How does Adam’s expulsion from the garden in Gen 3:23 specifically “to cultivate the ground” satisfy the details of Gen 2-3?

Notice that God does not merely expel Adam; he expels him to till the ground, i.e., not merely from the Garden, but to begin a life of farming. This small detail neatly ties up Adam’s story in line with the introduction, of Gen 2:4-7. Those verses, as you might recall, spoke of the “generations,” or family history, of “the heavens and the earth” and in particular of the rain (of the heavens) and the ground (of the earth). Adam is created of the earth, as his name suggests, and as he is reminded by God at 3:19 and 23. Moreover, in explaining why rain had not yet fallen (at a certain point in prehistory), it was because “there was not a man to till the ground” (2:5) and make proper use of the rain. Even in the Garden, God specifies that Adam’s role is “to dress it and to keep it.” So the expulsion “to cultivate the ground” serves to conclude this origin story of Adam’s work as a tiller of the ground.

Why are the cherubim placed “east” of the Garden in Gen 3:24?

This is not clear. If the cherubim are placed eastward, it would follow that they were blocking Adam’s way, meaning that he had been expelled in that direction. Throughout the Bible, the east, or things “eastward,” are often associated with corruption and curse: this is where Assyria and Babylon were, and where the Israelites were exiled. Cain, too, was exiled east of Eden in “the land of Nod,” after killing Abel (Gen 4:15). This might serve to explain why some of the earliest, most ancient people came from the southeast of Mesopotamia.

What are cherubim, first introduced in Gen 3:24?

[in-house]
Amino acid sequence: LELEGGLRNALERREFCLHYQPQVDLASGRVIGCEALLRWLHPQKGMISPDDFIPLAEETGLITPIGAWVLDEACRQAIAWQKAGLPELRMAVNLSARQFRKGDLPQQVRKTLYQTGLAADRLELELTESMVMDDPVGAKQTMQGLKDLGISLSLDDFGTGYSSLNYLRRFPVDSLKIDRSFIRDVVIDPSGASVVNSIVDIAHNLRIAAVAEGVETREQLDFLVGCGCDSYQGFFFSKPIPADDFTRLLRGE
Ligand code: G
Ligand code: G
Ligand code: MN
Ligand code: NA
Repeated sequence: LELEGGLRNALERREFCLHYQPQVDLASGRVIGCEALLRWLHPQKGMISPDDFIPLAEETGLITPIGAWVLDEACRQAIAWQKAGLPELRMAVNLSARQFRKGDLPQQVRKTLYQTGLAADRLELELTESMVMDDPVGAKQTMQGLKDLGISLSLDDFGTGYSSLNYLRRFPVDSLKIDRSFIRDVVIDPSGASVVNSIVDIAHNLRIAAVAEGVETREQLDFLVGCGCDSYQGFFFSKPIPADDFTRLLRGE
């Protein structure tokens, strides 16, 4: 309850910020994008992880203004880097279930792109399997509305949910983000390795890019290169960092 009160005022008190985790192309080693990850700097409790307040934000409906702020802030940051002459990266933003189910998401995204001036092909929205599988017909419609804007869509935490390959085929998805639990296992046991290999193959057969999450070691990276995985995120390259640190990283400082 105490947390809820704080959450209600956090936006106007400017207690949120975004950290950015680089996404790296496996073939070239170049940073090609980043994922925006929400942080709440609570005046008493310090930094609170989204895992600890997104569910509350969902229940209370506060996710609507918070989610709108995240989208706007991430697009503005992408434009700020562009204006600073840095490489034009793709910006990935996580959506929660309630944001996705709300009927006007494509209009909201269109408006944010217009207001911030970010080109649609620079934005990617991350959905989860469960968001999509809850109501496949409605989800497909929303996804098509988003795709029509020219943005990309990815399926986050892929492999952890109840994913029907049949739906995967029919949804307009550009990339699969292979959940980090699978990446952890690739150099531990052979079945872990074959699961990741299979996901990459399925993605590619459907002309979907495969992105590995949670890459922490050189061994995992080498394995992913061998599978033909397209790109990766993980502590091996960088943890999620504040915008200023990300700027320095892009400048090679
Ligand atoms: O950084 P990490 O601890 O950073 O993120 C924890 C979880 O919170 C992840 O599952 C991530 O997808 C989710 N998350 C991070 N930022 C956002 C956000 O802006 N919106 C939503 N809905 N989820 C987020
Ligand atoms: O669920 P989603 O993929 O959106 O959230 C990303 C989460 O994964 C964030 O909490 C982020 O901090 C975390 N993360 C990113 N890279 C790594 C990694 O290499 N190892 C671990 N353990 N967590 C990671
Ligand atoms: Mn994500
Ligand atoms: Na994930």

Not chubby flying babies. The are described in some detail in Ezek. 1 and 10, where they are described as having four faces, representing different creatures, with the legs and hands of men, but also wings and with the soles of their feet like hooves. There are other details, but I will save a fuller description for later.

Why cherubim guards (Gen 3:24)? Why the flaming sword?

Such details can only be worked out by making guesses based on the context where the creatures appear. They appear, first, guarding the Garden. Next, they appear atop the mercy seat on the Ark of the Covenant. And then in Ezekiel, they seem to be something like attendants, guards, or even perhaps a kind of beast of burden for God’s throne in the sky. In all three instances, they stand as a kind of guardian of the holiness of God. Yet this is also the role of the seraphim in Isaiah 6. Moreover, the flaming sword also serves a guardian role. Both flame and sword are frequent symbols God’s wrath: “For by fire and by his sword will the Lord plead with all flesh: and the slain of the Lord shall be many.” (Isa. 66:16) Similarly, as Nahum’s prophesy against Nineveh has it, “There shall the fire devour thee; the sword shall cut thee off” (Nah. 3:15). Flame and sword are, of course, two of the most destructive killers in wartime. Thus God declares war on any sinful creature that would approach the Garden.